How to Combat This: Push through.  It's not the answer you want to hear but decision fatigue is temporary so if you hit that wall, it's okay to take a break for the day.  But the next decluttering session just push through and you'll see it get easier again.  I have a post tomorrow about some decisions that I don't make any more - they have nothing to do with decluttering, but since I've removed those decisions from the rest of my day, I have brain power leftover for getting rid of things.  Hopefully that can help you too, see where you might be overexerting yourself that you don't have to be.

Lack of Time

Big decluttering and organization projects tend to make a space look worse before they look better, since things get scattered and piled up.  If you don't have time to start and finish the project in one sitting, the piles get jumbled, never put away, and you're back where you started, or worse.  And sometimes you just don't have the time.  You have 3 kids to get to soccer, dance class, and guitar lessons all at the same time and then they expect to be fed too and crap did you even wash that soccer uniform?  I hear you.  If that's your schedule at this moment, that's okay.  You don't have to spend any time purging if you don't want to, but my guess is you'd still like to get things under control in the tiny pockets of time you do find.

How to Combat This: Make a plan and work systematically.  A lot of books on decluttering will tell you to do one whole room or one whole category at once, but that just isn't feasible if you don't have an entire day or weekend to devote to the project.  If that's you, try to carve out just 15 minutes a day or even every other day.  Set a timer and just get done what you can in those 15 minutes.  But be systematic about it.  If you just create a bigger mess, you're going to make yourself crazy.  Make a list and break it down into things you know you can tackle in those 15 minutes - one kitchen drawer, just jeans or sweaters, one linen cabinet.  One shelf in the linen cabinet if you need to.  And make the family pitch in - if the kids are old enough to play a guitar and land back handsprings in gymnastics, they're old enough to clean their own rooms and sort the family DVDs.  And try practicing the one in, two+ out rule: for every item you bring into the house, two or more have to leave.  If you have time to shop, you have time to remove a few things.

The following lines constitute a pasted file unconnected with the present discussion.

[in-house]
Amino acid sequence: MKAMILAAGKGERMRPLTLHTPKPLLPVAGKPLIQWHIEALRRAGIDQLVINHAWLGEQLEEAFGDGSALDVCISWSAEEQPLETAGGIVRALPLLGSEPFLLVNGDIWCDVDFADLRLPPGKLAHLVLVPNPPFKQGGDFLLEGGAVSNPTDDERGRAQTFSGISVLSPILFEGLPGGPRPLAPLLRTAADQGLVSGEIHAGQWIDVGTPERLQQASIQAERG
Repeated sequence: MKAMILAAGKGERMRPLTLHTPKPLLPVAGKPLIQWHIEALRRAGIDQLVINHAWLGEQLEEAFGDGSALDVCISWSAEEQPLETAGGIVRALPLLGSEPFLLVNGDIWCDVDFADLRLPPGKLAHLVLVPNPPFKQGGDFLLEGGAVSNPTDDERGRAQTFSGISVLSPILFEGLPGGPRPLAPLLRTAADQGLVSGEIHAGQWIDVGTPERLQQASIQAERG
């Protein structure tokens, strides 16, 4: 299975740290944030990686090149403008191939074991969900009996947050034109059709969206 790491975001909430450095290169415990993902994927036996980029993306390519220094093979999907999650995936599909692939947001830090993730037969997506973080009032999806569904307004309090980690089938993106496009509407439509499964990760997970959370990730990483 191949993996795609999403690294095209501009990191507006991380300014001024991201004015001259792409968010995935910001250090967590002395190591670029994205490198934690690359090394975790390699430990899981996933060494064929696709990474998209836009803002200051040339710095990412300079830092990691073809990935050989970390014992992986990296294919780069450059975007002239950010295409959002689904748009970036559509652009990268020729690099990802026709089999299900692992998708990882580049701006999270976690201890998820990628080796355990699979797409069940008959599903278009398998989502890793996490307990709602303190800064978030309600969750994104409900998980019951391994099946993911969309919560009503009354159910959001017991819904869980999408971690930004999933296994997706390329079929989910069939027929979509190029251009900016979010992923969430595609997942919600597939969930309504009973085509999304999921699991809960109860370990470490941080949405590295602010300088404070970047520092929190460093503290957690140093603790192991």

What do you think some roadblocks are for you?  If I didn't list it, ask me in the comments and I'll do my best to help you out.


Thanks so much for stopping by.  You can also join me on Instagram, Twitter, and Pinterest.  In addition to minimalism and organizing, I love all things 'real life' so use the hashtag #notentirelyperfect on social media so I can see your beautifully unstaged life.  On the top of the side bar to your right, you can follow me on Bloglovin or subscribe via e-mail to be alerted to each new post.